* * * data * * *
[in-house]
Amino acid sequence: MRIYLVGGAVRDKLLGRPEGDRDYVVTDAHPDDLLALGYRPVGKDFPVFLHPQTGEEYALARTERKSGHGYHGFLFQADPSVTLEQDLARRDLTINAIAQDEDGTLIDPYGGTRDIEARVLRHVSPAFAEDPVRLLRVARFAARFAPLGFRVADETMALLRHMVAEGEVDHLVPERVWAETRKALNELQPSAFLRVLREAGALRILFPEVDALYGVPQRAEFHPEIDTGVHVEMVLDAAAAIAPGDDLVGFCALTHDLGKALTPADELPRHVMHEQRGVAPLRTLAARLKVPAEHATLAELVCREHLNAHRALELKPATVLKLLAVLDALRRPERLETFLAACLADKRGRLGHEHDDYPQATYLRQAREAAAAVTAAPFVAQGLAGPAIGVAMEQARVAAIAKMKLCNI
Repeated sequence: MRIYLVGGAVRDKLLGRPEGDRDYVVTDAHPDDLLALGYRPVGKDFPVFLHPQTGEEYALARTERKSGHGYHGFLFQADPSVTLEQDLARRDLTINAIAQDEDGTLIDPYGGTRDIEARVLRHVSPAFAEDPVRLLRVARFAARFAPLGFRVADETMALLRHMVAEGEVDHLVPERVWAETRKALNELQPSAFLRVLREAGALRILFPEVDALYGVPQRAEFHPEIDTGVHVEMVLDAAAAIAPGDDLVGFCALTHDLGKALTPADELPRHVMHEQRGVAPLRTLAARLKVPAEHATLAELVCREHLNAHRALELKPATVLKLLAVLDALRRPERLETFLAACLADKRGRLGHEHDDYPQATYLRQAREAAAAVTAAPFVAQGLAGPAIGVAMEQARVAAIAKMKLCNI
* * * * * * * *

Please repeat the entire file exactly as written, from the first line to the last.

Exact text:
[in-house]
Amino acid sequence: MRIYLVGGAVRDKLLGRPEGDRDYVVTDAHPDDLLALGYRPVGKDFPVFLHPQTGEEYALARTERKSGHGYHGFLFQADPSVTLEQDLARRDLTINAIAQDEDGTLIDPYGGTRDIEARVLRHVSPAFAEDPVRLLRVARFAARFAPLGFRVADETMALLRHMVAEGEVDHLVPERVWAETRKALNELQPSAFLRVLREAGALRILFPEVDALYGVPQRAEFHPEIDTGVHVEMVLDAAAAIAPGDDLVGFCALTHDLGKALTPADELPRHVMHEQRGVAPLRTLAARLKVPAEHATLAELVCREHLNAHRALELKPATVLKLLAVLDALRRPERLETFLAACLADKRGRLGHEHDDYPQATYLRQAREAAAAVTAAPFVAQGLAGPAIGVAMEQARVAAIAKMKLCNI
Repeated sequence: MRIYLVGGAVRDKLLGRPEGDRDYVVTDAHPDDLLALGYRPVGKDFPVFLHPQTGEEYALARTERKSGHGYHGFLFQADPSVTLEQDLARRDLTINAIAQDEDGTLIDPYGGTRDIEARVLRHVSPAFAEDPVRLLRVARFAARFAPLGFRVADETMALLRHMVAEGEVDHLVPERVWAETRKALNELQPSAFLRVLREAGALRILFPEVDALYGVPQRAEFHPEIDTGVHVEMVLDAAAAIAPGDDLVGFCALTHDLGKALTPADELPRHVMHEQRGVAPLRTLAARLKVPAEHATLAELVCREHLNAHRALELKPATVLKLLAVLDALRRPERLETFLAACLADKRGRLGHEHDDYPQATYLRQAREAAAAVTAAPFVAQGLAGPAIGVAMEQARVAAIAKMKLCNI